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Audio Basics: What You Need To Know When Recording Multiple Takes

Are you a multiple take engineer or a punch-in guru?

Lead Vocals
Few sessions are as critical to a project as the lead vocal session.

You want the vocalist to be on his game. You want him to be comfortable.

For this reason, it’s a good idea to do multiple takes. I say no more than five. Have the vocalist warm up, then simply record five takes. You can record them to different tracks or different playlists.

What I find is that the singer normally loosens up after a take or two. Usually the last three takes are great, and you’ve got enough to piece together a stellar performance later on.

I’ve done this in many vocal sessions, both when I’m recording another artist, and when I’m recording myself.

It allows you to relax and record. However, it takes a lot of work to go back through all the takes and piece together a good comp.

A Quick Bass Part
Recently I was asked to record bass on a quick 4-hour session. The artist had four hours to track guitars, drums, vocals, bass, and piano for one song. The song also had to be mixed during the 4-hour time slot.

Obviously, we didn’t have the luxury of time on our hands. We recorded everything “analog” style. I practiced one take, then we hit record. I played until I messed up, then we’d stop, hit rewind a bit, and go from there.

Was it a perfect performance? No. But it was still good. Rather than knowing in my head that I had five chances to get it right via multiple takes, I had to make myself focus to nail the part the first time.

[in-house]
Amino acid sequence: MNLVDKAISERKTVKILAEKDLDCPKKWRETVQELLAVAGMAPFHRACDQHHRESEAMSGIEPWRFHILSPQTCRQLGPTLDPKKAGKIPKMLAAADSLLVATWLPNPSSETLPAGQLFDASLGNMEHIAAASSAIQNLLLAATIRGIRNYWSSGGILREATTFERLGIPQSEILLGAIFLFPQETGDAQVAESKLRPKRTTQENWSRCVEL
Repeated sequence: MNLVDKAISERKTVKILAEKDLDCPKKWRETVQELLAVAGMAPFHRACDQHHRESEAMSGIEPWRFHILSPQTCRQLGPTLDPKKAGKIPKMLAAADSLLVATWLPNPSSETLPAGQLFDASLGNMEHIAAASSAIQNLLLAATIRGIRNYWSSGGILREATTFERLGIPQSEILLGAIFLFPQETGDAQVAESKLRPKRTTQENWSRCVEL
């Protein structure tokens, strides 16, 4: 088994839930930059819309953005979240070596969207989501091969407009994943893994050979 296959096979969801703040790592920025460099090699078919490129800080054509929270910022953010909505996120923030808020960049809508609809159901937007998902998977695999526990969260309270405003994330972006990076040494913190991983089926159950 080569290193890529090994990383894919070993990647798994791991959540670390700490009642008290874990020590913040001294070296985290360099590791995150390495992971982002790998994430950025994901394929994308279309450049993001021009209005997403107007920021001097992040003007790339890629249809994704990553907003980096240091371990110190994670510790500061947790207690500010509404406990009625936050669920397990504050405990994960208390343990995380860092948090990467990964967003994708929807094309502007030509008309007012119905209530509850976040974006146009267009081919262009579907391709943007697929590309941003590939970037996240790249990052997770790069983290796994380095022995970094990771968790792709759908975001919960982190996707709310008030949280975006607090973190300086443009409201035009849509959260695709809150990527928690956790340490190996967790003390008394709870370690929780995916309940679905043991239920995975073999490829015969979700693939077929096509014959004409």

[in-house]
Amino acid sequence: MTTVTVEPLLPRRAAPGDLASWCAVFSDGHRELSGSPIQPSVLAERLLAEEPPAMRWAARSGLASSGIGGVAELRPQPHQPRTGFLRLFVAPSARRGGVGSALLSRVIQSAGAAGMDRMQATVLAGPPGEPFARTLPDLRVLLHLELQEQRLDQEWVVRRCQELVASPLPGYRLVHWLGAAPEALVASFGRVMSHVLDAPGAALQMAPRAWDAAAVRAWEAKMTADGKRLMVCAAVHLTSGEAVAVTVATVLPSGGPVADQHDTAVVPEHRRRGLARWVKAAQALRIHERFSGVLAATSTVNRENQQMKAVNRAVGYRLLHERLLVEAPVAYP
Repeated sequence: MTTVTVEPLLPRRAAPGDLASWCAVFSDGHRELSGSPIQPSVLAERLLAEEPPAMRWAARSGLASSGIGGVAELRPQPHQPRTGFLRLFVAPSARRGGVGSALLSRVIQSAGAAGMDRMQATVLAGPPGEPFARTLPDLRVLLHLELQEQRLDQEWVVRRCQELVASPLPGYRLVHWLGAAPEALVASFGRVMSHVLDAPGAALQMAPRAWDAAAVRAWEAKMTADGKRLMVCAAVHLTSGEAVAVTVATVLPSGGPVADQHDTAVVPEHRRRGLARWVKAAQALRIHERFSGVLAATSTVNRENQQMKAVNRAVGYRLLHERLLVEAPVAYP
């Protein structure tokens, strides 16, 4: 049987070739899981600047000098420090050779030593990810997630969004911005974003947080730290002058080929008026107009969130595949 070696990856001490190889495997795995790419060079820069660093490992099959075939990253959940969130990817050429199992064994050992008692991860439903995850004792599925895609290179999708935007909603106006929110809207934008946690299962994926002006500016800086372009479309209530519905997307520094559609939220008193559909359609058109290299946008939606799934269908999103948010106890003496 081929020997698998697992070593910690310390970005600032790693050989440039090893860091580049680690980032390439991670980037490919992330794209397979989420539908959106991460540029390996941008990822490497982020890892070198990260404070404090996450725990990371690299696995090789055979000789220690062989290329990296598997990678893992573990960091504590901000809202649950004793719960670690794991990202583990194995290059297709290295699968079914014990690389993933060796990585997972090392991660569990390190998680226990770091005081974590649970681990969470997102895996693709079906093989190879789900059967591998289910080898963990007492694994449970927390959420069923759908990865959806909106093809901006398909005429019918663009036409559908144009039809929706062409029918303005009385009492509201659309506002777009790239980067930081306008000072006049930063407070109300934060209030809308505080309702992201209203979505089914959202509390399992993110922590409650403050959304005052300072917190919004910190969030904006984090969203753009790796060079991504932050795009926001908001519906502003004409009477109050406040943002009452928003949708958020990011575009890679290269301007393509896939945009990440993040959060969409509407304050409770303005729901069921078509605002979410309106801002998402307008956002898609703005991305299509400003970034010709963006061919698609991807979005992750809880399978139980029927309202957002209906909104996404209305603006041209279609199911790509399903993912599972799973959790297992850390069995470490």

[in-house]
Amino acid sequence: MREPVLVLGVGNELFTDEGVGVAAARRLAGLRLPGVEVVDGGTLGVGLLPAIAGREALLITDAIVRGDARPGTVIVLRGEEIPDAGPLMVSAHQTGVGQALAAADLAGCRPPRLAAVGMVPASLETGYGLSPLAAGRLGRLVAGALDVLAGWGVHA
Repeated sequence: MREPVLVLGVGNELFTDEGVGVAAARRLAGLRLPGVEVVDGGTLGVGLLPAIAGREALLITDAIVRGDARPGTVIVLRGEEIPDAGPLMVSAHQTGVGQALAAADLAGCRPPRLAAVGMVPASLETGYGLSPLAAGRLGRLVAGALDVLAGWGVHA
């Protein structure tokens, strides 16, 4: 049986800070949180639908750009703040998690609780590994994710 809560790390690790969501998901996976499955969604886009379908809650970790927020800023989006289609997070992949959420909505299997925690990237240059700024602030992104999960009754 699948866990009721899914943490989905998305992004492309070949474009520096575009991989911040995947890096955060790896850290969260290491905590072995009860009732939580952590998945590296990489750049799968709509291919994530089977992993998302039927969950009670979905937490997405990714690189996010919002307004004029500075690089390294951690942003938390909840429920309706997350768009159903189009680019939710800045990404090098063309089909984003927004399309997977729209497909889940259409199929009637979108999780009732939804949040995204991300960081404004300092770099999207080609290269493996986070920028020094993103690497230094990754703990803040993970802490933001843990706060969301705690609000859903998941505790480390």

If you’re dealing with good musicians, or if you’re short on time, recording with one take like this just might be the ticket.

Obviously, you may not get the very best performance, but I think you’ll be surprised what you come up with. Heck, the Beatles didn’t have Pro Tools, and I think they did okay for themselves.

Loop Recording
Loop recording is another way of doing multiple takes, and I couldn’t finish this article without at least mentioning it. It’s especially helpful if you want to nail down a specific part.

For example, let’s say there’s a 12-bar guitar solo after the second chorus. If your guitarist is like me, he’s not gonna nail it in one take. You can set Pro Tools (or any other DAW) to loop record around those twelve bars.

It’ll basically play back and record the part over and over until you hit stop, and it will keep track of all the takes the guitarist performs. It’s a quick way to get a lot of takes without having to start and stop recording every time.

A word of warning: I’ve gotten lost many a time in the land of loop recording. I’ll think to myself, “Hey, I’ll just do a couple quick takes of this guitar part.” Then I’ll sit there for thirty minutes, trying to come up with a part, then trying to play it perfectly.

It rarely works out, and I end up with a lot of wasted time and a pile of guitar takes that I’ll never use.

Loop recording is good for trying out parts, but it’s better to figure those parts out during pre-production, not when you’re in the middle of a recording session.

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Joe Gilder is a Nashville based engineer, musician, and producer who also provides training and advice at the Home Studio Corner.

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